Green Bank Act of 2009 Introduced in US House

U.S. Congressman Chris Van Hollen (D-MD) this week introduced the Green Bank Act of 2009. If passed, the legislation would create the Green Bank as an independent, tax-exempt, wholly owned corporation of the United States. The Bank’s mandate would be to provide a range of financing support to qualified renewable energy and energy efficiency projects within the territorial United States.

The Green Bank Act of 2009 would provide the Green Bank with an initial capitalization of US $10 billion through the issuance of Green Bonds by the U.S. Department of Treasury, with a maximum authorized limit of $50 billion in Green Bonds outstanding at any one time.

“Energy independence is central to our security, our economy and our environment. By creating the Green Bank, we will accelerate the development, deployment and production of clean energy and energy efficiency technologies across the country,” Rep. Van Hollen said. “Last week, I introduced the National Home Energy Savings Revolving Fund Act, which will enable over one million households across the country to save money and make their homes more energy efficient. Today, with the introduction of the Green Bank Act of 2009, we are taking another step towards America’s clean energy future.”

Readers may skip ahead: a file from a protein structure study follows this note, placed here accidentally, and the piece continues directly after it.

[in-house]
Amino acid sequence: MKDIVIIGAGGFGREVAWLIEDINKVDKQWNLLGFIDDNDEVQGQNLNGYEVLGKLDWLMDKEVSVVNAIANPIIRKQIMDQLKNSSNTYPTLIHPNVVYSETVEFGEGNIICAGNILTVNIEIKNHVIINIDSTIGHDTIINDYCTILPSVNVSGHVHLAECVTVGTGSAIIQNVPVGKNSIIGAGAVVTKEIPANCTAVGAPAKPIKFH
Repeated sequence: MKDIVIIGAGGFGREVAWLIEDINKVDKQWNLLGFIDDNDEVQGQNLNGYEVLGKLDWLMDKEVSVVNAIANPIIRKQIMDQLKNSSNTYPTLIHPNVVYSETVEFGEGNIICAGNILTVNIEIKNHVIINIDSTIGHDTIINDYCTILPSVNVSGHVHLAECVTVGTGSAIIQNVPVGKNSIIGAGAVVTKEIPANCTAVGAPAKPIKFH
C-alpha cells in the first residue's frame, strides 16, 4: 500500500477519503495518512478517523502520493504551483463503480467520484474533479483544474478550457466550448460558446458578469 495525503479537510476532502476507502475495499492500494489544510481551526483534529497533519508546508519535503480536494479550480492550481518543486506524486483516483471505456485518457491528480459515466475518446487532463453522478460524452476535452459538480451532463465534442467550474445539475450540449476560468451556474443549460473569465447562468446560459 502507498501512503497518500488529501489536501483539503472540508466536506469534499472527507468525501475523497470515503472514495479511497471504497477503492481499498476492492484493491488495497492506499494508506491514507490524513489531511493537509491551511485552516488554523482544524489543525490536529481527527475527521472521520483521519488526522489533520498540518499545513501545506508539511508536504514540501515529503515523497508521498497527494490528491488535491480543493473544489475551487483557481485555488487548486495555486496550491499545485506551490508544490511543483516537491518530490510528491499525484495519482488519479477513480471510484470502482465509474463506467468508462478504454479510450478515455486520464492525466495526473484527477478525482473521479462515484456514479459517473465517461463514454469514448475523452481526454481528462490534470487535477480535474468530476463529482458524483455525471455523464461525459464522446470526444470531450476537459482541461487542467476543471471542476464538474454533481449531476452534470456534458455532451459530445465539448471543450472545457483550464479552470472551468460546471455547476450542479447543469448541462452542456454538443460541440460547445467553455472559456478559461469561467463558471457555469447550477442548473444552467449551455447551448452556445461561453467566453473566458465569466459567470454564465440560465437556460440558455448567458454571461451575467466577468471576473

Original co-sponsors of the Green Bank Act of 2009 include Congressman David Loebsack (D-IA), Congresswoman Gabrielle Giffords (D-AZ), Congressman Earl Blumenauer (D-OR) and Congresswoman Madeleine Z. Bordallo (D-GU).  

RenewableEnergyWorld.com first reported on the idea of a federal clean energy bank earlier this month when Solarsa’s Scott Jorgensen published an open letter to President Obama highlighting the concept. Click here to read that letter.

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